Riding responsibly is the best way to protect your access to riding areas in Oregon. Many other users enjoy the same areas as well. Here are a few tips to ensure OHV’s continue to have access:
Riders should never operate their off-road vehicle on private lands unless they have permission from the land owner or the land is posted open for ATV use. Oftentimes, private property or private timberlands are located adjacent or within OHV riding areas. Impacts from OHV use cannot be effectively managed and maintained on private lands, and reflect negatively on the perception of OHV users and the sport in general.
Know where you’re permitted to ride and where you’re not.
Restricted areas should never be entered with a motorized vehicle. These areas are restricted for many reasons, such as protecting wildlife, controlling erosion, aiding reforestation efforts, and protecting fragile vegetation or soil. Riding in these areas can cause permanent harm to the vegetation, damage or destruction to nesting areas for birds, and even create fire hazards. Entering a restricted area has strong penalties including fines and vehicle impoundment.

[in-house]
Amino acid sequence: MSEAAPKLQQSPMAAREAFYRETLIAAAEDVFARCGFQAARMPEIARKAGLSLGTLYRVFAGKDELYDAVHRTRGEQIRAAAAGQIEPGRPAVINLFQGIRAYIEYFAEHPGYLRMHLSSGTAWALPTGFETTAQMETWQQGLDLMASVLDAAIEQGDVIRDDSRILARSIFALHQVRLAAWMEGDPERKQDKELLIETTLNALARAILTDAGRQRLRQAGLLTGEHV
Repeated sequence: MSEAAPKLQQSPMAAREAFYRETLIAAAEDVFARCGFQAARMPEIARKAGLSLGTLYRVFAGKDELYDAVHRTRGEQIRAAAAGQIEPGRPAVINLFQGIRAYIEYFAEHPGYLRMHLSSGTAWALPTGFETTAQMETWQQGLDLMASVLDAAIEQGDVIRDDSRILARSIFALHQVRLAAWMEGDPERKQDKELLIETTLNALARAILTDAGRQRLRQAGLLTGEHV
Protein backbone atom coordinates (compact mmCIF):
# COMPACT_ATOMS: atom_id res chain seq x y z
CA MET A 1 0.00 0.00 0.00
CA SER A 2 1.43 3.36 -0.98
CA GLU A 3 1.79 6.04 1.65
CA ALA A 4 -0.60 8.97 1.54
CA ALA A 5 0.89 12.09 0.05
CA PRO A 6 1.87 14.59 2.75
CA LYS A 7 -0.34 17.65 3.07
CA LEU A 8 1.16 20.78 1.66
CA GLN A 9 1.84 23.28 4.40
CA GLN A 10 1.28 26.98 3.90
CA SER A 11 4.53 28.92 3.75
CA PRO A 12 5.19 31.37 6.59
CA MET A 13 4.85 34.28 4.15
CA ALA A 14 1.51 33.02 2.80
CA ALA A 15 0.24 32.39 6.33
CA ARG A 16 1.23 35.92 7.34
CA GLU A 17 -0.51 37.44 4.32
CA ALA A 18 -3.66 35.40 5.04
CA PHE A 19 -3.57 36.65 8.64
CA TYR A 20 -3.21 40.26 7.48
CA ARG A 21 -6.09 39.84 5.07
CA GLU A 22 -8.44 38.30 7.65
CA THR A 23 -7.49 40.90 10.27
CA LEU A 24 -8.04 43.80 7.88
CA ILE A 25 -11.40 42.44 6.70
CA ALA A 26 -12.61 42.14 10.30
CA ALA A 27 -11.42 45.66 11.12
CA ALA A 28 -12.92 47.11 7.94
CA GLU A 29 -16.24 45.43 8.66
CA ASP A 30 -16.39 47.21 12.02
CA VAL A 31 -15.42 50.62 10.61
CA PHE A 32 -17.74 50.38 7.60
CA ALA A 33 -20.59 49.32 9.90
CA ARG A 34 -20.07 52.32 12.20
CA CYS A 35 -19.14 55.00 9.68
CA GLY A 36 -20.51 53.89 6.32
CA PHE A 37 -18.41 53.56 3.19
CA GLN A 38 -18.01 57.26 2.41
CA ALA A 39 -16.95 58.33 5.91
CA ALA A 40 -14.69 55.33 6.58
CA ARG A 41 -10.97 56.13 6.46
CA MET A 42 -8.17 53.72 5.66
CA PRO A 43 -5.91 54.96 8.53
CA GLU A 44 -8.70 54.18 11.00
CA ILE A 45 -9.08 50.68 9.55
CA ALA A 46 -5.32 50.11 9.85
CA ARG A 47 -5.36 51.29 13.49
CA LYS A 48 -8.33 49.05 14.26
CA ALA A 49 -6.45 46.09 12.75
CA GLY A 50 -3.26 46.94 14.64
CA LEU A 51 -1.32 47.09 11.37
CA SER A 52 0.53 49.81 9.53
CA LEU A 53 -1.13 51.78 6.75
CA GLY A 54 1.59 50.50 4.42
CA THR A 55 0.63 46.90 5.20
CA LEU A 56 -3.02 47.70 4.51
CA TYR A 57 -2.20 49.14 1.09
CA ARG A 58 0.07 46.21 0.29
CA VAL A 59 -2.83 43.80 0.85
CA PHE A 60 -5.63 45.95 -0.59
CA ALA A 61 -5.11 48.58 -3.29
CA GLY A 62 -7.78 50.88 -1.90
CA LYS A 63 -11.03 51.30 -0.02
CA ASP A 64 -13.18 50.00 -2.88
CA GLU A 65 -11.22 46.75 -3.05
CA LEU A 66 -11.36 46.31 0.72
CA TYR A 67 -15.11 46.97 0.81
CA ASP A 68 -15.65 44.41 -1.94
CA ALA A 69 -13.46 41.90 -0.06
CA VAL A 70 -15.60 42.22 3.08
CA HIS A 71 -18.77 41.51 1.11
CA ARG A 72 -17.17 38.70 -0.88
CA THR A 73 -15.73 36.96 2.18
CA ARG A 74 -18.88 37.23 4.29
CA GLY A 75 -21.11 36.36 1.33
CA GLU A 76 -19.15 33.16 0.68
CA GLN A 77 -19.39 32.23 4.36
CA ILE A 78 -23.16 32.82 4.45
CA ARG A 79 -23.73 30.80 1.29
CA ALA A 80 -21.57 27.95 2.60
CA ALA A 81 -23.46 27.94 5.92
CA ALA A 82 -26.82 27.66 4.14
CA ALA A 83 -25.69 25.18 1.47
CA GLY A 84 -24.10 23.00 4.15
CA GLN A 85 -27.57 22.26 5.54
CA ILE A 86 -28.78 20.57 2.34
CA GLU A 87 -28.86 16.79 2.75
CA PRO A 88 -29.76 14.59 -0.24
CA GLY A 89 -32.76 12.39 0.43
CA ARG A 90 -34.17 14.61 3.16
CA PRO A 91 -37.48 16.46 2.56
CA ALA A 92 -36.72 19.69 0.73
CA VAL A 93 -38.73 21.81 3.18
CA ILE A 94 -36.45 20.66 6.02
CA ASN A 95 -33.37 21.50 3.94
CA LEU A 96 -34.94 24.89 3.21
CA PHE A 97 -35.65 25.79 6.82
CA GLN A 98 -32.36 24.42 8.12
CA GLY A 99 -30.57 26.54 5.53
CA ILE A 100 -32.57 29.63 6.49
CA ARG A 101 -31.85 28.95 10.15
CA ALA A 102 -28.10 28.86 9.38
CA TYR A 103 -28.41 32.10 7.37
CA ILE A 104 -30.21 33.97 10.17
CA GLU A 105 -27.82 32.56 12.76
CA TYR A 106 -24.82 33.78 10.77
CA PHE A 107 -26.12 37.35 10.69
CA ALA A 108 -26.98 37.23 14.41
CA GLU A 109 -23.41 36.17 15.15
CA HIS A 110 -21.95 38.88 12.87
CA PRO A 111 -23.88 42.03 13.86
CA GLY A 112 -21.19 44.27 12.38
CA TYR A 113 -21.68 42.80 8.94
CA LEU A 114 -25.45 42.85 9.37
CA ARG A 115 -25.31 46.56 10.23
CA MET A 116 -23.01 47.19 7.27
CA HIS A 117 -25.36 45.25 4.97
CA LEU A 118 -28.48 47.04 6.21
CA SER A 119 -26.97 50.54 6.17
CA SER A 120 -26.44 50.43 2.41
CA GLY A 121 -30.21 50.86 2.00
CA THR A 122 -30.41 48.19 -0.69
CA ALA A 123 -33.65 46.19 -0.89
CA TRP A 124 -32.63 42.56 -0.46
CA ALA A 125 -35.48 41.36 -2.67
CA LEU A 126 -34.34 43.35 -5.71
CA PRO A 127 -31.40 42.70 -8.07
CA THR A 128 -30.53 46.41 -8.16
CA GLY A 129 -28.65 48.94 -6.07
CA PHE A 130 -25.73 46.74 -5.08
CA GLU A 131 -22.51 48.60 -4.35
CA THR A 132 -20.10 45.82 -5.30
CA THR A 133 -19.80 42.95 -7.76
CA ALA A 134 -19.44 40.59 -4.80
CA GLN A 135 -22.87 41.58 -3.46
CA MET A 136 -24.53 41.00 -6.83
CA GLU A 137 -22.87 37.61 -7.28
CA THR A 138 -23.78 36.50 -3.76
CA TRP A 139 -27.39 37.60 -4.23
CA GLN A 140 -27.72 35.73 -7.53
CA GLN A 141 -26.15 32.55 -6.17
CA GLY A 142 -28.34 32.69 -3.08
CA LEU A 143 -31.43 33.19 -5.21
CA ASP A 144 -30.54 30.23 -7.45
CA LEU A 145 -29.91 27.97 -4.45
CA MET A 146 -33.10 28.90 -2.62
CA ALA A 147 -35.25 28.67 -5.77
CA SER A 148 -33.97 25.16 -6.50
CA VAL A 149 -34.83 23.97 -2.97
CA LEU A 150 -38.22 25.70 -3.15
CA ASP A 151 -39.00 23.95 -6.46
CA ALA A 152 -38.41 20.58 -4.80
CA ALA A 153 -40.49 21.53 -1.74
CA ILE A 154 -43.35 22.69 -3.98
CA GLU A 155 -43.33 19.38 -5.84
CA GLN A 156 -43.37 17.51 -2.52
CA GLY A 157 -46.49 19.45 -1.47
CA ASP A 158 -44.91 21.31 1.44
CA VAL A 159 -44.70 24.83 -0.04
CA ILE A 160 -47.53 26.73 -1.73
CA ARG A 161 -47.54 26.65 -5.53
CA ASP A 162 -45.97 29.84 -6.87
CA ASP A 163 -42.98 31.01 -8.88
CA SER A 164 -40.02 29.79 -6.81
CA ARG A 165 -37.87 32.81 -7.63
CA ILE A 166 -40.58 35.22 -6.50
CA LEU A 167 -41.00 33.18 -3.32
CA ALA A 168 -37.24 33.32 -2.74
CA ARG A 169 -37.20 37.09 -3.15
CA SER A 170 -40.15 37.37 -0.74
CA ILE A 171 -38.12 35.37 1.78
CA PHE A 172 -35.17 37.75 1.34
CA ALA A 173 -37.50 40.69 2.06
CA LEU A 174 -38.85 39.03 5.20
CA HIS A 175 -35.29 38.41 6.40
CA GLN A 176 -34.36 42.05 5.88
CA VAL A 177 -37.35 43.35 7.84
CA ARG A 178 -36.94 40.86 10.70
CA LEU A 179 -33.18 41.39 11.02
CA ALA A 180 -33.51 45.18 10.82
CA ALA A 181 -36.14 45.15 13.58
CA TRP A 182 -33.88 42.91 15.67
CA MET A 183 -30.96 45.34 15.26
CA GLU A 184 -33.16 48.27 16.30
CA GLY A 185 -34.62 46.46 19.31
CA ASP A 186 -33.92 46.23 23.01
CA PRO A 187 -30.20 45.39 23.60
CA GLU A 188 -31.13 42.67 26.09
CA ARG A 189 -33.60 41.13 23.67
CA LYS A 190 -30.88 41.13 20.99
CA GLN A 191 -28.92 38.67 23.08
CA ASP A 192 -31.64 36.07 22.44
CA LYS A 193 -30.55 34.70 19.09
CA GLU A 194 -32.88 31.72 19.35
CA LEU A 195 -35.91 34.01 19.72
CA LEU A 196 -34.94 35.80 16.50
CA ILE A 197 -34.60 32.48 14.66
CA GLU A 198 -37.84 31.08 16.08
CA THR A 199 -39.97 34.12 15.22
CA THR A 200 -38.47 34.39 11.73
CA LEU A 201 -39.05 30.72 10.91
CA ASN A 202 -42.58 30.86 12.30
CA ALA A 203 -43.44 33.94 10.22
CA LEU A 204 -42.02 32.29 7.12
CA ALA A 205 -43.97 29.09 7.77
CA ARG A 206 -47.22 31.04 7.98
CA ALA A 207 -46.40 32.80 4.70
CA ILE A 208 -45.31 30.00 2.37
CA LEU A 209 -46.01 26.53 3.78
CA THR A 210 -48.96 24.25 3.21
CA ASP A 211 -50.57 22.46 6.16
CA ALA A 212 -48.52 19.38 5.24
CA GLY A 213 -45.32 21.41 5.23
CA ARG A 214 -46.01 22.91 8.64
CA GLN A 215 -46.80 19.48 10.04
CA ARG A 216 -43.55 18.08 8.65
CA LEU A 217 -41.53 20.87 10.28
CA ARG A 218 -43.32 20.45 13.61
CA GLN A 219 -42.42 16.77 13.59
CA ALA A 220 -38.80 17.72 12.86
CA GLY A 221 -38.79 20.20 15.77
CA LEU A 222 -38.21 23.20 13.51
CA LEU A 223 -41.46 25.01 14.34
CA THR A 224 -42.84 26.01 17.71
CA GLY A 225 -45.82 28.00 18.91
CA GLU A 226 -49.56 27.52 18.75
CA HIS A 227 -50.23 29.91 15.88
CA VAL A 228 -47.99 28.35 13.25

Respect seasonal closures. They are needed to minimize damage to the trails and allow time for animals to reproduce undisturbed.
Avoid wet areas and waterways. They are a vital resource for many plants and animals.
If you must cross water, ride carefully and only at designated spots.
Cutting switchbacks and taking shortcuts damages trails and causes erosion.
Share the trails and make friends with other trail users. Respect their rights to the trail too.
View animals from a distance. When they flee, they use valuable energy reserves.
Know and respect the sound limits where you ride.
Keep your RPMs and speed down and steady when you are around non-riders.
Always use a spark arrester. It doesn’t sacrifice power, but can save the forest from fires.
Maintain your exhaust system. Remember, noise doesn’t equal horsepower. Too little exhaust back-pressure can actually cause less power and engine damage.
If you “pack it in, pack it out.” Trash is an eyesore and it attracts scavengers that endanger other wildlife. Even biodegradable materials such as food scraps take time to break down.